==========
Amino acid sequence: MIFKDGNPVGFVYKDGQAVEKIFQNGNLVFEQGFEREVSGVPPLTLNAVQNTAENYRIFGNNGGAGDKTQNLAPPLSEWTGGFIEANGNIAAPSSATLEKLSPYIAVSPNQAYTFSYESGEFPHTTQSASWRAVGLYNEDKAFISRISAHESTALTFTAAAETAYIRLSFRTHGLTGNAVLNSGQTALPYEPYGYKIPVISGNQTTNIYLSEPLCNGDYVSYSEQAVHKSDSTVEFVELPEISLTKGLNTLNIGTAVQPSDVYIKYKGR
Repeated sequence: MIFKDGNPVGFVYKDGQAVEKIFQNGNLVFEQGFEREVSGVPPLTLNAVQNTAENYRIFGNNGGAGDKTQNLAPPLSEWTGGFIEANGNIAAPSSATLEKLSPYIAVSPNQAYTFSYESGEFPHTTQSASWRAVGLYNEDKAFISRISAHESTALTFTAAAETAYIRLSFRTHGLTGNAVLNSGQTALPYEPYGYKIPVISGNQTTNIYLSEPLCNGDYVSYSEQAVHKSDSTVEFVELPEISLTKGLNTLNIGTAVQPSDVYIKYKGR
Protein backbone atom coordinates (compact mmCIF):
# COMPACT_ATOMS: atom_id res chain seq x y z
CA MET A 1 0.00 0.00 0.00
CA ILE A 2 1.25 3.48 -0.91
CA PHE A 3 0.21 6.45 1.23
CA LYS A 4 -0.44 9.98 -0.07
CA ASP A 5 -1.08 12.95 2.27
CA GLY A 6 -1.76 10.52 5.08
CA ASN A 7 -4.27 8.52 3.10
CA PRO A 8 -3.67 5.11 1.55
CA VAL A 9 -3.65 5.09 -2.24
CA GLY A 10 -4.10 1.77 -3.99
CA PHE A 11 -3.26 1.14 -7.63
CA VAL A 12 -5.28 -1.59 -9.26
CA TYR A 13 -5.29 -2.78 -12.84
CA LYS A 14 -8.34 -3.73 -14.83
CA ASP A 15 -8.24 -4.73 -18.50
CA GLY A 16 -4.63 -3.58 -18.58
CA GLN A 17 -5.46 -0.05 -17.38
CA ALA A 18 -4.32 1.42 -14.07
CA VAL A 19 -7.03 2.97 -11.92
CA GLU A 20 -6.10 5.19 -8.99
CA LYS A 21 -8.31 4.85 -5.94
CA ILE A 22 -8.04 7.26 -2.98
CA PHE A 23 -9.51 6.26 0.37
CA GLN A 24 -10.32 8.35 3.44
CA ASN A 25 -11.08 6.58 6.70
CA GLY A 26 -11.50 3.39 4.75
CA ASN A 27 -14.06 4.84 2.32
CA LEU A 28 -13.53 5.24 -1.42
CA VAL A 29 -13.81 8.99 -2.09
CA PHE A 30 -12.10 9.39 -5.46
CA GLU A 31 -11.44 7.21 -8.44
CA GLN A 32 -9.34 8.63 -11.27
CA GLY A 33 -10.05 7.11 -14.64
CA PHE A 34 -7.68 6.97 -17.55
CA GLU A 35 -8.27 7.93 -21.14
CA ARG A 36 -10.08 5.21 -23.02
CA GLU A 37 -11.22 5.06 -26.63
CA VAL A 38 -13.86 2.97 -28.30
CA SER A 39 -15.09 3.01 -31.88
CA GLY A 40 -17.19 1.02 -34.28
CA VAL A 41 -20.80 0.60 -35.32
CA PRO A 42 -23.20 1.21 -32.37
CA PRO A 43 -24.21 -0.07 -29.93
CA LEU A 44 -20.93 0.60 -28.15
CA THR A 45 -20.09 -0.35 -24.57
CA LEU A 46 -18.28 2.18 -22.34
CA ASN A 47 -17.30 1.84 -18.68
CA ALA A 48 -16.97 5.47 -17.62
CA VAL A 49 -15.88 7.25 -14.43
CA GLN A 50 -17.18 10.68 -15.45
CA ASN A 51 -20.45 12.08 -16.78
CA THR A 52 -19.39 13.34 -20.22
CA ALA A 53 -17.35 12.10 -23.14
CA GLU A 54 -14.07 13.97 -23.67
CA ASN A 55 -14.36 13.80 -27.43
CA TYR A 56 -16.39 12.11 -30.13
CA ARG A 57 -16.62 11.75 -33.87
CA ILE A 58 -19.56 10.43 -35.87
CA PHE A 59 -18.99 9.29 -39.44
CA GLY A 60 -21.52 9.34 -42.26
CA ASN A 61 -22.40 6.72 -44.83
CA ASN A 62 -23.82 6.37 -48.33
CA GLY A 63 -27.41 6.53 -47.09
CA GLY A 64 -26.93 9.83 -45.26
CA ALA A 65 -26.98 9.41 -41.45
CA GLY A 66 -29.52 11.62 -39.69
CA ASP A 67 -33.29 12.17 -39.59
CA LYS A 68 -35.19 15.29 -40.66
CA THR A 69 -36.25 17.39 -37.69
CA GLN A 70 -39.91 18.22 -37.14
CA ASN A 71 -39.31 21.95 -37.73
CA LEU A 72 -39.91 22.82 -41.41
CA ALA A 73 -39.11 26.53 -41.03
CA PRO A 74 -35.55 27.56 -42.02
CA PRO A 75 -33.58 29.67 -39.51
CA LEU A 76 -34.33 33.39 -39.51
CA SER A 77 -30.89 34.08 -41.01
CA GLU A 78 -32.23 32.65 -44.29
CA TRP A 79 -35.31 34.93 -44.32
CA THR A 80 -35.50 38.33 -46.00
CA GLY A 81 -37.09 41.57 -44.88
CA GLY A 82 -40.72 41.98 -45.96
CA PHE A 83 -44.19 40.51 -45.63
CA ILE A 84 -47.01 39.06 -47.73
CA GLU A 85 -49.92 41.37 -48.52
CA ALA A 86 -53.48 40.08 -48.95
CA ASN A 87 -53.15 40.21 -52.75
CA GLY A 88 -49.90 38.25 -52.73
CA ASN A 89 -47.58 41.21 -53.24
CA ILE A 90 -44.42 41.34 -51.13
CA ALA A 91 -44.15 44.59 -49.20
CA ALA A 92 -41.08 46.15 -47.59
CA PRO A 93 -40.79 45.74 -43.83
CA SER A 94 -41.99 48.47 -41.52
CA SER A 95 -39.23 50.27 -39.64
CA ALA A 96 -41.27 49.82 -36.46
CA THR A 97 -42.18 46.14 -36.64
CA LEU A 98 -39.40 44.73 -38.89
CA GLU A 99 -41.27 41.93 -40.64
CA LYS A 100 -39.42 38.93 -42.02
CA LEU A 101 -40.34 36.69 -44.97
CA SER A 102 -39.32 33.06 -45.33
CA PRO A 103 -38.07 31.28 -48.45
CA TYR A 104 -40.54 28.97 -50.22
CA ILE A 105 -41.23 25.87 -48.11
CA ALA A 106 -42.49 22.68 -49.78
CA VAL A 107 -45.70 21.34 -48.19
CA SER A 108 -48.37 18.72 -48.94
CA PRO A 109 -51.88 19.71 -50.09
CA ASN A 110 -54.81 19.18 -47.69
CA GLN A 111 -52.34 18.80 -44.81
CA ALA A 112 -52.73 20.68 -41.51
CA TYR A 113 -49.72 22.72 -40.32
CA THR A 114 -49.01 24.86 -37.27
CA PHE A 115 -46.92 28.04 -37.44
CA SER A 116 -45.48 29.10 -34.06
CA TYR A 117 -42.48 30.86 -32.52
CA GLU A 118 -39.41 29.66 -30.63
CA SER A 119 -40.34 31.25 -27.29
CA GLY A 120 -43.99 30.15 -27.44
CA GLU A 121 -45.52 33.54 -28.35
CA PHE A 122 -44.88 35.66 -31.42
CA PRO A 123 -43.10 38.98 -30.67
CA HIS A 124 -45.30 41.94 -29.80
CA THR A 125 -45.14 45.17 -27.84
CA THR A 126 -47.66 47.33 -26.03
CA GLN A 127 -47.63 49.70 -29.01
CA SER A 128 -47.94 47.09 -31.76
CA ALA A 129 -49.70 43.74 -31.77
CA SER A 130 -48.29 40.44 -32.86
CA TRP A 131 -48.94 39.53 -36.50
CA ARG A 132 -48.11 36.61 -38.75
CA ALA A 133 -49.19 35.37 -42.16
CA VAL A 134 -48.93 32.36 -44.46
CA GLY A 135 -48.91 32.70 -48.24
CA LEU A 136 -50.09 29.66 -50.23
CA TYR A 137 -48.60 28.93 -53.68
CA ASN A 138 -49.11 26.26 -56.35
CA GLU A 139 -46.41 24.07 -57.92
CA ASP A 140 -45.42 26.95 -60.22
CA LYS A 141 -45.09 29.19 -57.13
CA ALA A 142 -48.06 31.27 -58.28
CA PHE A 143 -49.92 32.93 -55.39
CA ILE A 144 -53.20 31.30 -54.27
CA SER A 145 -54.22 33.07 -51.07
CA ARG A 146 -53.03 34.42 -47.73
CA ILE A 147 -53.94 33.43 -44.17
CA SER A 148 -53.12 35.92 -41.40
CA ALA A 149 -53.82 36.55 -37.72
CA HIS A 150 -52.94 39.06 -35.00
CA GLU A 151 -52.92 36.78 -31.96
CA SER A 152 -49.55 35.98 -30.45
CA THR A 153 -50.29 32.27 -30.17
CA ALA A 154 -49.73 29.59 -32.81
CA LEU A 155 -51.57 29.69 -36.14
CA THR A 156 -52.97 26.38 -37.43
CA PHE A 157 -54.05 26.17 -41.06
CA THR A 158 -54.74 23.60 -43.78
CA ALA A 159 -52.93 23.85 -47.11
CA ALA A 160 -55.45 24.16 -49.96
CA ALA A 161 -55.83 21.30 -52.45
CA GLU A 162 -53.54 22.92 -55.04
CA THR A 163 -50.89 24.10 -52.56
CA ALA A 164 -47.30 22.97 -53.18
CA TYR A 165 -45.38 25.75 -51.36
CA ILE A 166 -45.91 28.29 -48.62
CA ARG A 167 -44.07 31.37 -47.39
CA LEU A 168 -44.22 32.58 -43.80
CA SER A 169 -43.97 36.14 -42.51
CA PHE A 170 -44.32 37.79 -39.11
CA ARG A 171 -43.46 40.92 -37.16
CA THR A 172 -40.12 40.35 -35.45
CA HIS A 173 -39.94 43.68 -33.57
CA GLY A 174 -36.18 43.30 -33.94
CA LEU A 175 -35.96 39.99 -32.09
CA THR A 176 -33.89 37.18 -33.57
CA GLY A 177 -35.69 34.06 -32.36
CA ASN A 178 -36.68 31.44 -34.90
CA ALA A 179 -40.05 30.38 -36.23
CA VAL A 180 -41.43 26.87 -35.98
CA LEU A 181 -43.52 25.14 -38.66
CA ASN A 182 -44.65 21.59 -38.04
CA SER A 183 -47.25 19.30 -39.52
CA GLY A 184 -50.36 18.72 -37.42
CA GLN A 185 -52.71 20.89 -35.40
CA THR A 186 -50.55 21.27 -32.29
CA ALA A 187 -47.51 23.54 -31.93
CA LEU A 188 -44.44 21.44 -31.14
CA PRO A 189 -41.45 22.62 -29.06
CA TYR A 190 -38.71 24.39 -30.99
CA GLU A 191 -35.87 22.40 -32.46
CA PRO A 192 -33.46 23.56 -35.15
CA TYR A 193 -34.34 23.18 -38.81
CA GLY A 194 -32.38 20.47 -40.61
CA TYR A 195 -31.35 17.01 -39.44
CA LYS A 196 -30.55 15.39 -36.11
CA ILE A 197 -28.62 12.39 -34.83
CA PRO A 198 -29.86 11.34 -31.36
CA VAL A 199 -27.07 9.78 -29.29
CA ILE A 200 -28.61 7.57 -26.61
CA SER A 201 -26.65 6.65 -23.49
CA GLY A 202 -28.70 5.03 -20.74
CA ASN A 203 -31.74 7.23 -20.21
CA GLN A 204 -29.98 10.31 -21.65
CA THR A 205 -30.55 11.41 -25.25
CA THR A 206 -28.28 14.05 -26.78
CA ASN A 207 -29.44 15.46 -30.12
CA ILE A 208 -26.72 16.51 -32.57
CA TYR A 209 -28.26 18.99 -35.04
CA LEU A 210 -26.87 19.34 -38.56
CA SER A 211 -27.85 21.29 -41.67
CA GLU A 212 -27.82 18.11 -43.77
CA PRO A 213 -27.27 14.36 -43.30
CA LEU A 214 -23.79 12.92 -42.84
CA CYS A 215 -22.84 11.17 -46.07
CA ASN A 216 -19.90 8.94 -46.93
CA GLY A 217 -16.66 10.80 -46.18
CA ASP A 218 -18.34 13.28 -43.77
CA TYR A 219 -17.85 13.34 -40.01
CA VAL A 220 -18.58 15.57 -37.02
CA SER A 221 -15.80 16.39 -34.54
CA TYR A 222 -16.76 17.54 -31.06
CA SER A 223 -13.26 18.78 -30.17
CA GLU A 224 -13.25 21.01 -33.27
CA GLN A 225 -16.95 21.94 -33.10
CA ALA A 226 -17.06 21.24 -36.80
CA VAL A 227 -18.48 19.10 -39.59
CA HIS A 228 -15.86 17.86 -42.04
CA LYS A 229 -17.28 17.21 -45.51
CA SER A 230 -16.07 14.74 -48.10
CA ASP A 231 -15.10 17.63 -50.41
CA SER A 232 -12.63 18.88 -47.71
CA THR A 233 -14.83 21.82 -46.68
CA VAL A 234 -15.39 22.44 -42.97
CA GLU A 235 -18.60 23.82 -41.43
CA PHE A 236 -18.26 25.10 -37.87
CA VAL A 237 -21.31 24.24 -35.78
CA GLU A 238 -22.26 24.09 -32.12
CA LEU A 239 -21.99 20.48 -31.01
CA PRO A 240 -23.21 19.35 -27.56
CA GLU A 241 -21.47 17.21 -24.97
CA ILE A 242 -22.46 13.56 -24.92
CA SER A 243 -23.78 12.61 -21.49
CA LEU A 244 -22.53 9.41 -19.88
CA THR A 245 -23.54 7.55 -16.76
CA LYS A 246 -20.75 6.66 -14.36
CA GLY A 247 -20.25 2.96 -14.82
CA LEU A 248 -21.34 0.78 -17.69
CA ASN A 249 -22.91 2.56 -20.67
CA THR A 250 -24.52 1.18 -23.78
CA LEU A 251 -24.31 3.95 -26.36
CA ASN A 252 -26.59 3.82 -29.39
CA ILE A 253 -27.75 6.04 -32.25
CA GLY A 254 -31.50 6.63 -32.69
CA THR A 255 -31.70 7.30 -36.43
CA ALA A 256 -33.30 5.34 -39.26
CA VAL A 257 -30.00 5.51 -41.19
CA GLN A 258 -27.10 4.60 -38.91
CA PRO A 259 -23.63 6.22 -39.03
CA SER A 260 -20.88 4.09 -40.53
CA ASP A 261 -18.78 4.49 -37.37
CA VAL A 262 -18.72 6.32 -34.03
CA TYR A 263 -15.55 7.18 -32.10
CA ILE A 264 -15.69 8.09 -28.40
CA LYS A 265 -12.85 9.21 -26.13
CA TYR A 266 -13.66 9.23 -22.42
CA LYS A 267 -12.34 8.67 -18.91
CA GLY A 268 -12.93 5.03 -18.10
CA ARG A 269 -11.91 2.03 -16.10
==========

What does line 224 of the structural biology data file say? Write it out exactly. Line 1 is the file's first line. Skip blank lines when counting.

CA VAL A 220 -18.58 15.57 -37.02